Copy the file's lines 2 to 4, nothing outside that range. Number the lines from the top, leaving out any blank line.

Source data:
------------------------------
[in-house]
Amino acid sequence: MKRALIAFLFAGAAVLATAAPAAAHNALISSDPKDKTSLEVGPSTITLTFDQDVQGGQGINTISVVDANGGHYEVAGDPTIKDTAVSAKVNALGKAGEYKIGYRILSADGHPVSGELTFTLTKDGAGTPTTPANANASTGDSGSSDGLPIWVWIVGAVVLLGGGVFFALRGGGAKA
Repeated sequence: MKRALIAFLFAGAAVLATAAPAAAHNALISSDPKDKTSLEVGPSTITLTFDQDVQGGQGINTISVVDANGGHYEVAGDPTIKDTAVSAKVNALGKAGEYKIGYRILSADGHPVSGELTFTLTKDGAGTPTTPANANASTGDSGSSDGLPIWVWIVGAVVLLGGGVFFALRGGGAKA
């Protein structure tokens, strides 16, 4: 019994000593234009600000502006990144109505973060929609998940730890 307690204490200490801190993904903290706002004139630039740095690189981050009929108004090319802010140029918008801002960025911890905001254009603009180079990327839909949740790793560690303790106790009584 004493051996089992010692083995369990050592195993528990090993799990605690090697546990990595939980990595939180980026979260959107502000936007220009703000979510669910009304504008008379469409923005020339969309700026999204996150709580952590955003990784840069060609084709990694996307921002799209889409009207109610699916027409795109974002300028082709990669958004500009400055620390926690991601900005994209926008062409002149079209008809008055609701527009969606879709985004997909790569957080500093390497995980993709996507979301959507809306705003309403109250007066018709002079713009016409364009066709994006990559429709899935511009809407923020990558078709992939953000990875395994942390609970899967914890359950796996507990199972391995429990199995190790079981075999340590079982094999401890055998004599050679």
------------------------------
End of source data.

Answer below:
Amino acid sequence: MKRALIAFLFAGAAVLATAAPAAAHNALISSDPKDKTSLEVGPSTITLTFDQDVQGGQGINTISVVDANGGHYEVAGDPTIKDTAVSAKVNALGKAGEYKIGYRILSADGHPVSGELTFTLTKDGAGTPTTPANANASTGDSGSSDGLPIWVWIVGAVVLLGGGVFFALRGGGAKA
Repeated sequence: MKRALIAFLFAGAAVLATAAPAAAHNALISSDPKDKTSLEVGPSTITLTFDQDVQGGQGINTISVVDANGGHYEVAGDPTIKDTAVSAKVNALGKAGEYKIGYRILSADGHPVSGELTFTLTKDGAGTPTTPANANASTGDSGSSDGLPIWVWIVGAVVLLGGGVFFALRGGGAKA
């Protein structure tokens, strides 16, 4: 019994000593234009600000502006990144109505973060929609998940730890 307690204490200490801190993904903290706002004139630039740095690189981050009929108004090319802010140029918008801002960025911890905001254009603009180079990327839909949740790793560690303790106790009584 004493051996089992010692083995369990050592195993528990090993799990605690090697546990990595939980990595939180980026979260959107502000936007220009703000979510669910009304504008008379469409923005020339969309700026999204996150709580952590955003990784840069060609084709990694996307921002799209889409009207109610699916027409795109974002300028082709990669958004500009400055620390926690991601900005994209926008062409002149079209008809008055609701527009969606879709985004997909790569957080500093390497995980993709996507979301959507809306705003309403109250007066018709002079713009016409364009066709994006990559429709899935511009809407923020990558078709992939953000990875395994942390609970899967914890359950796996507990199972391995429990199995190790079981075999340590079982094999401890055998004599050679």